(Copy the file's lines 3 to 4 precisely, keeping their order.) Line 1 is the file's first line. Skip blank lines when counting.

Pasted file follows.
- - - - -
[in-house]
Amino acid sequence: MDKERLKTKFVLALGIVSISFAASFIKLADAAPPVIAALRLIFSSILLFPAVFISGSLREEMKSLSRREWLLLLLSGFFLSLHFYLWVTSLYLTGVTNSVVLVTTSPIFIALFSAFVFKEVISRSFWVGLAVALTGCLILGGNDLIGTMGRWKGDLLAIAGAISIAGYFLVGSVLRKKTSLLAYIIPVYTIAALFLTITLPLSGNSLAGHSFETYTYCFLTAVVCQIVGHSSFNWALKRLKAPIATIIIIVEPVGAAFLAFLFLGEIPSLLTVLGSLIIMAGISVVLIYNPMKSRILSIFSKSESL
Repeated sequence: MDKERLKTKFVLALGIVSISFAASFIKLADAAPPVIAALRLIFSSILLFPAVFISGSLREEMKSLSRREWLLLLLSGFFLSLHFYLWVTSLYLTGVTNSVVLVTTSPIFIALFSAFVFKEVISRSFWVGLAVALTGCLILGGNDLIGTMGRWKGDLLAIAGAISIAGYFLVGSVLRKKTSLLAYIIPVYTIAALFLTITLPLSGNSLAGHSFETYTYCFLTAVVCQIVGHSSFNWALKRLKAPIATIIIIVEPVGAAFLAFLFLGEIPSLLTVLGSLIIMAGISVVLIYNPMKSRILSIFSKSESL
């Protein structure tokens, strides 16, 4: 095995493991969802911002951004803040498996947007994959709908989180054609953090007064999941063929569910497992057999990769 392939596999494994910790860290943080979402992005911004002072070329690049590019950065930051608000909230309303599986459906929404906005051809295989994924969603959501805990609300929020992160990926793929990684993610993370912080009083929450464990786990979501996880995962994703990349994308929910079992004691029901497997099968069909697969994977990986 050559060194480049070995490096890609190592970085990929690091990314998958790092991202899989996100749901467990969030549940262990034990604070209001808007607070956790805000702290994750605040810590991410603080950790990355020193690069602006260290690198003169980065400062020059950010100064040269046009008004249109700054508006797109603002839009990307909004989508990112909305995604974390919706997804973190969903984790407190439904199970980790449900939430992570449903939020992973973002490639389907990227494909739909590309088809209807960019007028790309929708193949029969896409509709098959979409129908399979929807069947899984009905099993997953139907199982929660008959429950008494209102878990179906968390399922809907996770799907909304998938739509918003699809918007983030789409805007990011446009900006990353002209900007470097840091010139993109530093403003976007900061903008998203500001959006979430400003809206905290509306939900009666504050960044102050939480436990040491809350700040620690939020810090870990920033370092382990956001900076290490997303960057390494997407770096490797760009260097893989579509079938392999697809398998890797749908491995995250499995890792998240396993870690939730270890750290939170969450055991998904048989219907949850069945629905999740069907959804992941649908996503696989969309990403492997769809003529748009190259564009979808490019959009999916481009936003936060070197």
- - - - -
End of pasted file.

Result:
Repeated sequence: MDKERLKTKFVLALGIVSISFAASFIKLADAAPPVIAALRLIFSSILLFPAVFISGSLREEMKSLSRREWLLLLLSGFFLSLHFYLWVTSLYLTGVTNSVVLVTTSPIFIALFSAFVFKEVISRSFWVGLAVALTGCLILGGNDLIGTMGRWKGDLLAIAGAISIAGYFLVGSVLRKKTSLLAYIIPVYTIAALFLTITLPLSGNSLAGHSFETYTYCFLTAVVCQIVGHSSFNWALKRLKAPIATIIIIVEPVGAAFLAFLFLGEIPSLLTVLGSLIIMAGISVVLIYNPMKSRILSIFSKSESL
């Protein structure tokens, strides 16, 4: 095995493991969802911002951004803040498996947007994959709908989180054609953090007064999941063929569910497992057999990769 392939596999494994910790860290943080979402992005911004002072070329690049590019950065930051608000909230309303599986459906929404906005051809295989994924969603959501805990609300929020992160990926793929990684993610993370912080009083929450464990786990979501996880995962994703990349994308929910079992004691029901497997099968069909697969994977990986 050559060194480049070995490096890609190592970085990929690091990314998958790092991202899989996100749901467990969030549940262990034990604070209001808007607070956790805000702290994750605040810590991410603080950790990355020193690069602006260290690198003169980065400062020059950010100064040269046009008004249109700054508006797109603002839009990307909004989508990112909305995604974390919706997804973190969903984790407190439904199970980790449900939430992570449903939020992973973002490639389907990227494909739909590309088809209807960019007028790309929708193949029969896409509709098959979409129908399979929807069947899984009905099993997953139907199982929660008959429950008494209102878990179906968390399922809907996770799907909304998938739509918003699809918007983030789409805007990011446009900006990353002209900007470097840091010139993109530093403003976007900061903008998203500001959006979430400003809206905290509306939900009666504050960044102050939480436990040491809350700040620690939020810090870990920033370092382990956001900076290490997303960057390494997407770096490797760009260097893989579509079938392999697809398998890797749908491995995250499995890792998240396993870690939730270890750290939170969450055991998904048989219907949850069945629905999740069907959804992941649908996503696989969309990403492997769809003529748009190259564009979808490019959009999916481009936003936060070197």